Coming up with a title for a particular inspirational reflection is fun and useful for me. It may do nothing for the reader, but it is my chance to figure out in a very succinct way what I thought I was doing in the longer reflection piece that I write. Sometimes, I have a title before I write one word of the essay. And sometimes I write something only then to figure out what I was trying to say. I realize the title is not essential, but it can be a pointer to my thoughts.
The title for this inspirational piece came when I was reading the first couple verses of Psalm 90. They are familiar words for anyone who has spent much time in the world of the Psalms. The words are the Psalmist’s address to God. Some interesting theology emerges in these words, which I will share and then offer some reflection.
The Psalmist opens the Psalm by speaking to God, “Lord, you have been our dwelling place in all generations.” (90:1) Another familiar translation says that the Lord is our refuge. I like “dwelling place;” it sounds more contemporary and common usage. What intrigues me here is the affirmation that it is God who is a “dwelling place.” Normally we think about dwelling place as a real place---a building or something like that. We do not usually think about a person being a dwelling place, even God as a person. Perhaps the Psalmist is not thinking about God in personal terms in this passage.
I think the Psalmist thinks God is a dwelling place in the sense that the Christian Bible talks about humans having their being in God’s very Being. In other words we exist because God chooses us to exist---in short, God creates us. We are dependent on God for our very existence and being. In that sense we “dwell” within God’s Being.
If we are dependent on God for our existence, then God existed before we did. A Creator necessarily pre-exists the creation. This is certainly the point of the Genesis creation stories. In the beginning when God created…” (Gen. 1:1) The writer of Psalm 90 makes this even more clear in the second verse of that Psalm. The Psalmist proclaims, “Before the mountains were brought forth, or ever you had formed the earth and the world, from everlasting to everlasting you are God.” (90:2)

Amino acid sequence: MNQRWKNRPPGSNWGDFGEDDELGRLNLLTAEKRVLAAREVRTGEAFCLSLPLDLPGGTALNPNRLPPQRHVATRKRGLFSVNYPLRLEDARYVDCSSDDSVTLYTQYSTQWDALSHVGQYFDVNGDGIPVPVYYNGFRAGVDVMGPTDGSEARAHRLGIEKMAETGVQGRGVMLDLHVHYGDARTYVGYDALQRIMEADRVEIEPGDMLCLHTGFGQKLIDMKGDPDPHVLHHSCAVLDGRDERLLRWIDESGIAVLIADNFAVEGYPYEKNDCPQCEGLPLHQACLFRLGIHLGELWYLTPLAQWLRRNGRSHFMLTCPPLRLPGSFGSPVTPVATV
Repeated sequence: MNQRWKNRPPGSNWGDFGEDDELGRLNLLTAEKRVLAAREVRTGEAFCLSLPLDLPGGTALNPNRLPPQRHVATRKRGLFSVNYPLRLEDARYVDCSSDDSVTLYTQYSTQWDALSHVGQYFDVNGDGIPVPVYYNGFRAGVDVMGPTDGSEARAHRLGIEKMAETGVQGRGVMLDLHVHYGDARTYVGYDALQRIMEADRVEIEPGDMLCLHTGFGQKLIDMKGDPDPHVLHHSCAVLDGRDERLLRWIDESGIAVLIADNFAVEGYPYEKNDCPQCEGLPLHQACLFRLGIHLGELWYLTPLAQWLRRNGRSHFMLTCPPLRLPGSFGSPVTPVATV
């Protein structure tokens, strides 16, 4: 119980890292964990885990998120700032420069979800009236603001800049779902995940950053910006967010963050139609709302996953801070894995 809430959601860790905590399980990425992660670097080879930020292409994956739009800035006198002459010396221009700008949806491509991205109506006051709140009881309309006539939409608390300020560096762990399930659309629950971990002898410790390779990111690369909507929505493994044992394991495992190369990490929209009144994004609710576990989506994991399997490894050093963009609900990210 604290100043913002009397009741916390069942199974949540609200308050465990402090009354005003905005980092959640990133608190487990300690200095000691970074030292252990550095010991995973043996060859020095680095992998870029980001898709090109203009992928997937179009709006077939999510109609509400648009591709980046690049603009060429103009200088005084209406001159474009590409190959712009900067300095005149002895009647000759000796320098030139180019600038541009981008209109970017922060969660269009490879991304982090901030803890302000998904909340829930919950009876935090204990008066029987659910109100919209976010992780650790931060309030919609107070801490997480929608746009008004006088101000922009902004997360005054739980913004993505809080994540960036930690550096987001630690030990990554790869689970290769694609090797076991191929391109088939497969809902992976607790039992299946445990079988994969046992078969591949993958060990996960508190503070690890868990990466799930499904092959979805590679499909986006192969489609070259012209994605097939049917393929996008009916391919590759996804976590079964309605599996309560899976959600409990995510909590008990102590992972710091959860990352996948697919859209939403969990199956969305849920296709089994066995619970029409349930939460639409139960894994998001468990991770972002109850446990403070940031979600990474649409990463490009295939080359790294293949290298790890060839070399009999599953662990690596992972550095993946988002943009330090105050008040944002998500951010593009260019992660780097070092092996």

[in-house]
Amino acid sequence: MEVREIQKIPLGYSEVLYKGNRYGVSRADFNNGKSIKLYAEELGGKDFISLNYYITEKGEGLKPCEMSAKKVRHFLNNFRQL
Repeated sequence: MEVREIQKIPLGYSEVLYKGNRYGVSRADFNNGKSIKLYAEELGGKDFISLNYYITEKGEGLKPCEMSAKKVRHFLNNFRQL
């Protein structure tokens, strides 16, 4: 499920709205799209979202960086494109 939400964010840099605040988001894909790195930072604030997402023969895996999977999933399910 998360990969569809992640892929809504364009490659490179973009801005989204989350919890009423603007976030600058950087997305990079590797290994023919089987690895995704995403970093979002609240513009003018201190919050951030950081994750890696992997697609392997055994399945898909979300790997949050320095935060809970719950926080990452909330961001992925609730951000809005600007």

With this second verse, the Psalmist argues conclusively that God existed before time---before the mountains were brought forth or even before the earth was formed. This argument suggests that time begins when God begins creating the world. With creation we now can understand there is a before and after, which is how time is measured. All this says God is before time.
But that is only half the story. Those of us who took a philosophy or religion class in college may have bumped into Deism. That is the perspective, which suggests God is like a clockmaker. God created a clock (the world), wound it up and then stepped back never to intervene. This is not the experience of God most of us who have faith think is true. Our God is not only before time, but God is present in time and works with us in time. God is not an absent landlord!
If God were only a philosophical principle, I don’t think I would be a believer. I am not sure we experience a principle. My experience is an experience of a God who is very present in time and in my life. I sense God is Presence. My way of expressing it theologically is to say God is both Creator and creating. Creation is an ongoing process. It has begun, but is not complete. In that vein evolution makes perfect sense to me.
I also realize it is not that simple. I cannot say simply that God creates and is creating. I believe that God asks us and expects us also to create and be creative. This is what it means to be created in the image of God. As God is creator and creating, so are we the same. In fact, it makes sense to say that we are co-creators with the Holy One.
In that sense we are partly responsible for where the world is heading. We are responsible for what happens and for what will happen. I am disappointed and saddened when I think how irresponsible I have sometimes been and how others have been. It could easily be argued that humans are making a mess instead of a miracle. I am sure God had in mind a miracle when God created the world and you and every other human being.
This affirmation is why I think it is so important to take theology seriously. Theology won’t save the world, but God can and we might. This is where my reflection takes me as I think about the God who is before time and in time. I conclude by saying it is about time we became as responsible as we can be. We have miracles to make. Let’s not make any more messes!